1.  head-the whole hook end
  2. point-the top of the head, which first sticks into your yarn. The point can actually be pointy or it can be rounded
  3. lip/nose-the point of the hook 
  4. Throat-the deepest part of the hook, where the yarn is actually held
  5. Working area-the first part of the straight part of your hook.
  6. Thumb rest-the flat area on the handles of some hooks
  7. Handle-the rest of it! 

Standard hooks can be considered inline or tapered. The only difference here is how the hook angles down from the working area to the throat. If it makes a very straight slant down and the throat is neatly “cut” into the head, then you have an inline hook. If both of those things are a little more gradual and curved, then your hook is tapered

Ergonomic Hooks

Crochet hooks do not have to be just straight! There are a variety of ergonomic crochet hooks out there that may be more comfortable for you or even reduce pain that can come from crocheting often or for long periods of time.

My absolute favorite comfort hooks are the Clover “Amour” line. But, there are an infinite number of choices out there, and many “fancy” hooks as well if you simply want something special. 

Crochet Hook Materials

Crochet hooks can be made out of a variety of materials, including:

  • aluminum
  • bamboo or wood
  • carbon fiber
  • ceramic
  • Plastic
  • resin
  • Steel
  • silicone and similar materials(for comfort grips and some ergonomic hooks)
  • and more

Out of these materials, hooks are most commonly made out of aluminum, bamboo or wood, and plastic. While none of these are right or wrong, I would recommend that you stay away from any plastic hooks that are flexible, as these bend during use and are not as easy to use. As you practice crochet and become more skilled, you may develop a preference for certain hook materials and shapes. You may also find that as time goes on, it’s beneficial to have hooks with more of a “comfort” or ergonomic grip such as clover amour hooks or furls.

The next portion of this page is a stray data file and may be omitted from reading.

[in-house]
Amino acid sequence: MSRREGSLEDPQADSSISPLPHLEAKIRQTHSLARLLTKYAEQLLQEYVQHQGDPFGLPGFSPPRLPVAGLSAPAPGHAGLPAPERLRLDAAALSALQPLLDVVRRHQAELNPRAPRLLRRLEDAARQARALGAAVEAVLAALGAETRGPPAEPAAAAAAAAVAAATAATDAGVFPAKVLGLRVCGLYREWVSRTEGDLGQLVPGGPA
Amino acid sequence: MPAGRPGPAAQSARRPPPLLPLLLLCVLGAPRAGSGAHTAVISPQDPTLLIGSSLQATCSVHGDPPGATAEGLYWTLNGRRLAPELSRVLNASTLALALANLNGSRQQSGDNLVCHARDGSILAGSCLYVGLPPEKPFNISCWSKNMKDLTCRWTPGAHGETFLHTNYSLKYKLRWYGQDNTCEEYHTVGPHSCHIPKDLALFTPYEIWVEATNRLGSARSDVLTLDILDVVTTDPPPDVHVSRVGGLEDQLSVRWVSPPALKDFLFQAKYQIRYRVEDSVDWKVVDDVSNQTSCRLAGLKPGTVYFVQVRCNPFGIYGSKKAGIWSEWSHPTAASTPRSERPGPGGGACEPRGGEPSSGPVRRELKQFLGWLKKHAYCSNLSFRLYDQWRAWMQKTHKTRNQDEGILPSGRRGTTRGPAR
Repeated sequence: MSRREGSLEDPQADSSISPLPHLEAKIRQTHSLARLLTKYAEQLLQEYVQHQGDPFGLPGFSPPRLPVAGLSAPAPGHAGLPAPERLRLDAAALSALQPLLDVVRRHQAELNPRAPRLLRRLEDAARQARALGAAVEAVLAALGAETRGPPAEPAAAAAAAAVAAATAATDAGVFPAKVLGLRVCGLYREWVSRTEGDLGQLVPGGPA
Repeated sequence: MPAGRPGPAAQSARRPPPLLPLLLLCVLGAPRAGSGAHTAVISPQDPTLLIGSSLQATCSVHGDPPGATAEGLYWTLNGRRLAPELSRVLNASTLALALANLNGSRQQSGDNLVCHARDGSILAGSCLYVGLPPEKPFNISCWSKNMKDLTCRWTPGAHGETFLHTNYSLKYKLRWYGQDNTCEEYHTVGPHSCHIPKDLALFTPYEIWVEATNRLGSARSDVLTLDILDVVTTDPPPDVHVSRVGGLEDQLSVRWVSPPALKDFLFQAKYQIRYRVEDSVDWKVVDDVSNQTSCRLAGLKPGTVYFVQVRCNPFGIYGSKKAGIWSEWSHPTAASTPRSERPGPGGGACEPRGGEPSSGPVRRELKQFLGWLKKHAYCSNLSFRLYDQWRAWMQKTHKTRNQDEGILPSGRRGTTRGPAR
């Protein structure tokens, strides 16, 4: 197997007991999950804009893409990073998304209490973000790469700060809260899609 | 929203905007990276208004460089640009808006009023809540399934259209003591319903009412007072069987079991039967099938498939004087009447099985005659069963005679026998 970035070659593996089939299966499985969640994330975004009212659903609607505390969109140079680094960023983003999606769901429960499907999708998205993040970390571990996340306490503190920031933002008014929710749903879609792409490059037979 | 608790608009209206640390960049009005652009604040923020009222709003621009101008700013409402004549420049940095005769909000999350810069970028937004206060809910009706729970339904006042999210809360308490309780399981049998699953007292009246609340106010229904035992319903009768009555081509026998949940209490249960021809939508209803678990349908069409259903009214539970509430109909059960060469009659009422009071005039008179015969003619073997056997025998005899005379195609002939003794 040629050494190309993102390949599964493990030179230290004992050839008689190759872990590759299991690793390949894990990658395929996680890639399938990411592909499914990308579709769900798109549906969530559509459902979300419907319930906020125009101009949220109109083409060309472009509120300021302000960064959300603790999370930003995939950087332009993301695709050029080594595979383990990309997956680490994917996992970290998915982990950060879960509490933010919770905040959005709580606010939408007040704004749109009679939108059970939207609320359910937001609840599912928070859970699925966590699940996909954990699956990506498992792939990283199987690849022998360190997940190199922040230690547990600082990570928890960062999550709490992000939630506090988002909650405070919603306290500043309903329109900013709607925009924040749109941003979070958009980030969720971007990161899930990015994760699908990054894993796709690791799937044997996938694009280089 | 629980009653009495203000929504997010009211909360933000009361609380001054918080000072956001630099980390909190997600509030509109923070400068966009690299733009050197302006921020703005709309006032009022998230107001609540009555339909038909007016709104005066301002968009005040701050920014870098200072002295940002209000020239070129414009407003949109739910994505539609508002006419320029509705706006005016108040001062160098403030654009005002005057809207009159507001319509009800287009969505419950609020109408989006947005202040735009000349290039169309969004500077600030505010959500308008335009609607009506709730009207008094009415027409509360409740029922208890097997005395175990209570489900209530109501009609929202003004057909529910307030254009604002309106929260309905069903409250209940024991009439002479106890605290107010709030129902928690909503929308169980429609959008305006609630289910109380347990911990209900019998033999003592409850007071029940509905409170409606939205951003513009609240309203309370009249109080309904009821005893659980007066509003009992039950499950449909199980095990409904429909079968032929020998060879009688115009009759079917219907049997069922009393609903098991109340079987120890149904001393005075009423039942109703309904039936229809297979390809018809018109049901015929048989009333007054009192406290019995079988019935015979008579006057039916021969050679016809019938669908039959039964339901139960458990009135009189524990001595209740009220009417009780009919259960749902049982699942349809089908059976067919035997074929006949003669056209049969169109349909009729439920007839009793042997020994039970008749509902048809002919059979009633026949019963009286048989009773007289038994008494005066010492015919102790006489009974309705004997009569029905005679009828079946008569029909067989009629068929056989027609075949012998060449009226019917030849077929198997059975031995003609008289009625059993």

Less Common Hook Types

Tunisian Hooks and Knooks are some tools that you will need if you end up getting into more “niched” types of crochet. While these are two different things, both of these use much longer handles than standard hooks, and are used to hold multiple stitches at at time. 

How to Hold a Crochet Hook

While crocheters can hold their hooks in whatever way works for them individually, beginners might be at a loss for how to get started.

There are two common ways in which hooks are held: the knife hold and the pencil hold. Both are named to give you a pretty clear picture about how that specific hold works.

In a knife hold, the index finger is placed straight on the top of the hook to provide a stabilizing downward pressure. The thumb is place on the size of the hook(often on the “thumb rest” portion of the hook handle if there is one). The other three fingers curl around the hook on the far side. This is fairly identical to how a steak knife is traditionally held, hence the name for this technique.

In a pencil hold, the crochet hook is held the way that you would normally and “properly” hold a pencil. In this hold, the thumb presses more upward on the near side and the index and ring finger hold the hook steady on the opposite side. While the other three fingers aren’t actively engaged on the hook with this method, they can often be used to stabilize the work or the yarn at the same time.

Final Thoughts

Crochet hooks are one of the most important tools in a crocheter’s arsenal. Hopefully, this overview has given you the information you need to reference hook sizes and understand all the elements of this tool that you might need to make a good choice. 

Knowing how to pick a hook, size it if necessary, and hold it are all fundamental skills that will serve you well whether you are trying crochet for the first time or looking in to the more “technical” details of crochet hooks as you get more advanced.

Before you go, be sure to grab your free pattern bundle!

Keep the Crochet Delightful,